Richard Kepler Brunner
Richard Kepler Brunner's passport to Life expired on December 1, 2018 --- after a residency of 92 years, 5 months and 10 days. Whether his reservation to that preferred Other Place will be granted is uncertain. A novelist, essayist, reporter, radio news/sports announcer, college administrator, teacher, newspaper columnist and editor, he was the only child of 19th –century parents, Franklin Umstead Brunner and Mary Elizabeth (Kepler) Brunner. He was born on the first day of summer, 1926, in Harrisburg, Pa. He and his wife, Betty Louise (Folk) Brunner (a Reading native), celebrated their 61st wedding anniversary in November 2018. In his senior year at Muhlenberg High School, he enlisted in the Navy on D-Day, June 6, 1944. After his service with the 85th Naval Construction Battalion in the South Pacific (New Hebrides and Wake Island), he attended night classes at Columbia University, while working a day job in the mailroom of the American Broadcasting Co. His radio script-writing classes in the NBC studios prepared him for a short career in network and syndicated programs, then in the twilight of Radio's Golden Age. In 1948-49, “Your Radio Hymnal,” his weekly program was syndicated to stations across the nation. Other radio credits include “Grand Central Station,” then a Saturday staple of the CBS radio network. He was news director at WRAW, an NBC affiliate in Reading, from 1949 to 1955. His novel, “Portrait of the Damned,” written under the name Richard McKaye, was published in 1954. The Signet edition, issued by the New American Library of World Literature, sold 137,000 copies. From 1958 to
1964, he was an Assistant Director of the Commission of Press, Radio and Television for the Lutheran Church in America, in New York City. His selection of “Great Sermons of the 20th Century” was published in Pageant Magazine. In 1964 he began his first sojourn into the realm of academia, working in administrative/ teaching positions at Muhlenberg, Moravian, Cedar Crest and Wilson Colleges. His teaching assignments included Expository and Creative Writing, Freshman Composition, Basic Reporting, Feature Writing, and the New Journalism. In the interim between college employment, he was twice hired by the Call-Chronicle Newspapers; first, in 1970, as an editorial writer/editor for The Morning Call, Evening Chronicle and Sunday Call-Chronicle. He returned in 1981, and retired as editorial page editor of The Morning Call in 1989. In 1967 he oversaw substantial editorial emendations to “A History of Muhlenberg College,” published by Appleton-Century Crofts. A decade later he edited “Twentieth Century Moravian College: Challenge and Response,” a 202 page hardcover history. For more than a half century his newspaper and magazine articles on medicine, education, religion, book reviews and world events appeared in American and British publications. Distributed by Metropolitan Sunday Newspapers, The Christian Science Monitor News Service and Newspaper Enterprise Association, they ran in many national newspapers --- including the Los Angeles Times, New York Sunday News, Chicago Tribune, St. Louis GlobeDemocrat, Philadelphia Inquirer, Boston Globe and Philadelphia Magazine. During his decades' quest for copy, the place names under his byline included Samarkand, Belfast, Cairo, Arctic Circle, Hollywood, Vienna, Brooklyn Heights, Jerusalem, Tahiti, Moscow, Dublin, Venice, Sydney, Berlin (East and West), Toronto, Paris, and Martha's Vineyard.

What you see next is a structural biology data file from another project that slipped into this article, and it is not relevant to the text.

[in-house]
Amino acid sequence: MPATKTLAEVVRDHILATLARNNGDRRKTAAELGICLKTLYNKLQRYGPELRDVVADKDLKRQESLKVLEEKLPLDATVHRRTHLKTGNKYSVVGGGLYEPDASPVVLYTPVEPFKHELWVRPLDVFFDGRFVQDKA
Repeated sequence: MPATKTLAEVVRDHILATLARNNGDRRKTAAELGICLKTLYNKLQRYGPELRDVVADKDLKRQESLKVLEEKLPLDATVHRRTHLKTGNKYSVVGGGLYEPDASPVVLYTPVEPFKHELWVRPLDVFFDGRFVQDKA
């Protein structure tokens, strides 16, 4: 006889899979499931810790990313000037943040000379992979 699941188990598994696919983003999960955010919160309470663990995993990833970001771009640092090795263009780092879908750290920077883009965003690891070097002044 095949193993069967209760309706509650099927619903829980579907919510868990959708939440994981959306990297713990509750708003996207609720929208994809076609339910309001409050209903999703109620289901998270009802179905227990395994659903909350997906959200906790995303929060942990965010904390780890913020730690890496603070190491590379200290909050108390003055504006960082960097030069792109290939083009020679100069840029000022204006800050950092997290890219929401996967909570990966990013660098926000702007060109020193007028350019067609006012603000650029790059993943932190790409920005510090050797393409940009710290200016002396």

Survivors: His wife Betty; daughters Susan Elizabeth Phillips, wife of Robert “Skip” Phillips, Upper Macungie; Jennifer (“Jenny”) Ann Kuhns, wife of Wayne Kuhns, Schnecksville; grandchildren Adrienne Ann Kuhns,
Leslie Ann Phillips, Andrew John Phillips, and greatgrandchildren Tyler and Alexis Ann.
Services: A Funeral Service will take place on Wednesday, December 5, 2018 at 11:00 AM at Bachman, Kulik & Reinsmith, 225 Elm St., Emmaus. The family will receive friends from 9:30 AM until the time of the service.
Interment: At the convenience of the family.
Laureldale Cemetery, Berks County. Here, in the shadow of the bell tower, he will be reunited in common ground with his parents and his many friends. As a schoolboy in wartime, from atop that tower, he scanned the sky for enemy aerialists seeking rail line and airport prey. It was a time of youthful zest, a commencement of the years when the matriculation in the School of
Life offered capacious adventures, tales that would fill the pages in every chapter in His Book of Life. Contributions: Emmaus Public Library, 11 E. Main
Street, Emmaus, PA 18049
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